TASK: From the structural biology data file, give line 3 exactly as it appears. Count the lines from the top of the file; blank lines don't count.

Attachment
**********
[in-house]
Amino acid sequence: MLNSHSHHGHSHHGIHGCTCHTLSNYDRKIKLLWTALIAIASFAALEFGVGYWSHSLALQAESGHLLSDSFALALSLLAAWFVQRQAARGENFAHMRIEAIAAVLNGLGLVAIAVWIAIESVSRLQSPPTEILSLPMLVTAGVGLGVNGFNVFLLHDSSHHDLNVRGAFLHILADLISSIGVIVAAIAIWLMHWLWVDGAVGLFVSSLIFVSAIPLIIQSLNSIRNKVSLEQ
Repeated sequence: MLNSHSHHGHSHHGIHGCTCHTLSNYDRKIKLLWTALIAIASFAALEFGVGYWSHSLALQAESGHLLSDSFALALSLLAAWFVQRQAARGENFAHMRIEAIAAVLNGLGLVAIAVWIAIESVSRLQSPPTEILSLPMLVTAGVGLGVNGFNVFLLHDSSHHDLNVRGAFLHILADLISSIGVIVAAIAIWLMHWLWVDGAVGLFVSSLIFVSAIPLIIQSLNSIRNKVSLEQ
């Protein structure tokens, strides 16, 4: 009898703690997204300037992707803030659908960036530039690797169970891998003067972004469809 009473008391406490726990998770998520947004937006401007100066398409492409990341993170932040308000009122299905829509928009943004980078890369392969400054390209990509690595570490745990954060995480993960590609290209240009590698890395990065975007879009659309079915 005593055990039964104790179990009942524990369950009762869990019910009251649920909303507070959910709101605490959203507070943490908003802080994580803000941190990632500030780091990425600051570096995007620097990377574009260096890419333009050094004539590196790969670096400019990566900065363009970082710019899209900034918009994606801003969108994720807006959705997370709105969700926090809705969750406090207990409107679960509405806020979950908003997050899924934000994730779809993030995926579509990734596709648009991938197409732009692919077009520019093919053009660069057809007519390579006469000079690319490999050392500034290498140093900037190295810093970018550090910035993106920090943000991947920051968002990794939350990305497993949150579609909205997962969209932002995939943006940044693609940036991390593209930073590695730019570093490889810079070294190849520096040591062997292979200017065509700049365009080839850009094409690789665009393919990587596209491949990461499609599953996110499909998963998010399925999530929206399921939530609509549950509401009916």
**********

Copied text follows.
Repeated sequence: MLNSHSHHGHSHHGIHGCTCHTLSNYDRKIKLLWTALIAIASFAALEFGVGYWSHSLALQAESGHLLSDSFALALSLLAAWFVQRQAARGENFAHMRIEAIAAVLNGLGLVAIAVWIAIESVSRLQSPPTEILSLPMLVTAGVGLGVNGFNVFLLHDSSHHDLNVRGAFLHILADLISSIGVIVAAIAIWLMHWLWVDGAVGLFVSSLIFVSAIPLIIQSLNSIRNKVSLEQ